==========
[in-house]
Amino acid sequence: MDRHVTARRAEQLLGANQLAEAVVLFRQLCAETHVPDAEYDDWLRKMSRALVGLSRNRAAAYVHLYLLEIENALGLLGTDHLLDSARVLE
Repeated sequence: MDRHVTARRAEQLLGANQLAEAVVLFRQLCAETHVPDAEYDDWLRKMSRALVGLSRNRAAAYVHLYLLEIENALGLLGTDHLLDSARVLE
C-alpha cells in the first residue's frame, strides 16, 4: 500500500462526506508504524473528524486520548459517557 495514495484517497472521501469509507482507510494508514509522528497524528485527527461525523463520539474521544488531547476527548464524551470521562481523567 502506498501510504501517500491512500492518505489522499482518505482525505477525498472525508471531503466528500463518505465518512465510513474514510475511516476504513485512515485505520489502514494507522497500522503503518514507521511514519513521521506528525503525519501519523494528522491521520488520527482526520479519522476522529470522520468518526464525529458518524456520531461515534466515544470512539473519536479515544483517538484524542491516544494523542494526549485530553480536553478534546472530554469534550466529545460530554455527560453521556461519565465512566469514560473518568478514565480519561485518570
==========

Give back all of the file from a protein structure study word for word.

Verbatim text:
[in-house]
Amino acid sequence: MDRHVTARRAEQLLGANQLAEAVVLFRQLCAETHVPDAEYDDWLRKMSRALVGLSRNRAAAYVHLYLLEIENALGLLGTDHLLDSARVLE
Repeated sequence: MDRHVTARRAEQLLGANQLAEAVVLFRQLCAETHVPDAEYDDWLRKMSRALVGLSRNRAAAYVHLYLLEIENALGLLGTDHLLDSARVLE
C-alpha cells in the first residue's frame, strides 16, 4: 500500500462526506508504524473528524486520548459517557 495514495484517497472521501469509507482507510494508514509522528497524528485527527461525523463520539474521544488531547476527548464524551470521562481523567 502506498501510504501517500491512500492518505489522499482518505482525505477525498472525508471531503466528500463518505465518512465510513474514510475511516476504513485512515485505520489502514494507522497500522503503518514507521511514519513521521506528525503525519501519523494528522491521520488520527482526520479519522476522529470522520468518526464525529458518524456520531461515534466515544470512539473519536479515544483517538484524542491516544494523542494526549485530553480536553478534546472530554469534550466529545460530554455527560453521556461519565465512566469514560473518568478514565480519561485518570